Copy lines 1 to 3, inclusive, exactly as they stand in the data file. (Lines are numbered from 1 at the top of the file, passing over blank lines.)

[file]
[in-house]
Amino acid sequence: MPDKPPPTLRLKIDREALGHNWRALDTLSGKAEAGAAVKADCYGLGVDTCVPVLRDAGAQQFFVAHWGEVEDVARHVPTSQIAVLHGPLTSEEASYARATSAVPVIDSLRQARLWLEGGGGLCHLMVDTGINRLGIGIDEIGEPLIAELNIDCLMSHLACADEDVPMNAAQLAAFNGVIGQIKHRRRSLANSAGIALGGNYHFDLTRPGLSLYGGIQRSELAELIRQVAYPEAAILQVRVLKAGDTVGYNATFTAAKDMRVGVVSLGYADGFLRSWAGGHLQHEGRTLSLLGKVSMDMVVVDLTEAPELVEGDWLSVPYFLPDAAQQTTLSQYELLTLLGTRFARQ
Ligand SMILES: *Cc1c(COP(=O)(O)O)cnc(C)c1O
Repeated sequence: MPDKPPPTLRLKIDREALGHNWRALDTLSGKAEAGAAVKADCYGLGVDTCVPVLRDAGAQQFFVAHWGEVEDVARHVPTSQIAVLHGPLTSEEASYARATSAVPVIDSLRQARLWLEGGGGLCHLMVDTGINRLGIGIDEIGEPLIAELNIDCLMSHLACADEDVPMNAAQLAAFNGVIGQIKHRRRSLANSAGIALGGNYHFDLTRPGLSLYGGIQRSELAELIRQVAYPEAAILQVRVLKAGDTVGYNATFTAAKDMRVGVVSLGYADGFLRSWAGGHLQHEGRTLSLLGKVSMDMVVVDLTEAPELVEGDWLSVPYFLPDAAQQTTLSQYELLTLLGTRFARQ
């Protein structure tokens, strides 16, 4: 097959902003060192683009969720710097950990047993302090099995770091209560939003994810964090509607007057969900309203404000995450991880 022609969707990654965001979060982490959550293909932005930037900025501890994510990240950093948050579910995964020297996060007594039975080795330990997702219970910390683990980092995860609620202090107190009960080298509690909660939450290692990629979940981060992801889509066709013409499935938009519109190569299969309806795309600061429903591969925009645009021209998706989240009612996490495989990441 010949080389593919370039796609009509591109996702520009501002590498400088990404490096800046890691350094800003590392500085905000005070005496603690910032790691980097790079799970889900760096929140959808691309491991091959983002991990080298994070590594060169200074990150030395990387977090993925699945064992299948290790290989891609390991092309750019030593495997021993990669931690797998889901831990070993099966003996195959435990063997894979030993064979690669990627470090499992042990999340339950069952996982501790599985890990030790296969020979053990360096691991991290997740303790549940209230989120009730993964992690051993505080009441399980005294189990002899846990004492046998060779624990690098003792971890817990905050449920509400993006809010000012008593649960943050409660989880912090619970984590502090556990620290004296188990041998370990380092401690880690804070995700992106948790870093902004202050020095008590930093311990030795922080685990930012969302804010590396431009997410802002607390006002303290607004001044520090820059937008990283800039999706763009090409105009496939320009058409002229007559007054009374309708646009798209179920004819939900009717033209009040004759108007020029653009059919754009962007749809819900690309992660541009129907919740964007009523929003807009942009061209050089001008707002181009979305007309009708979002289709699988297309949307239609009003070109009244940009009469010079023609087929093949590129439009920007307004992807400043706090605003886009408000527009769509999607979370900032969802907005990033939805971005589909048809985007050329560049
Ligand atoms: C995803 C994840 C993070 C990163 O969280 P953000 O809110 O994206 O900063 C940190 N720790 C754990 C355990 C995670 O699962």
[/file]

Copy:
[in-house]
Amino acid sequence: MPDKPPPTLRLKIDREALGHNWRALDTLSGKAEAGAAVKADCYGLGVDTCVPVLRDAGAQQFFVAHWGEVEDVARHVPTSQIAVLHGPLTSEEASYARATSAVPVIDSLRQARLWLEGGGGLCHLMVDTGINRLGIGIDEIGEPLIAELNIDCLMSHLACADEDVPMNAAQLAAFNGVIGQIKHRRRSLANSAGIALGGNYHFDLTRPGLSLYGGIQRSELAELIRQVAYPEAAILQVRVLKAGDTVGYNATFTAAKDMRVGVVSLGYADGFLRSWAGGHLQHEGRTLSLLGKVSMDMVVVDLTEAPELVEGDWLSVPYFLPDAAQQTTLSQYELLTLLGTRFARQ
Ligand SMILES: *Cc1c(COP(=O)(O)O)cnc(C)c1O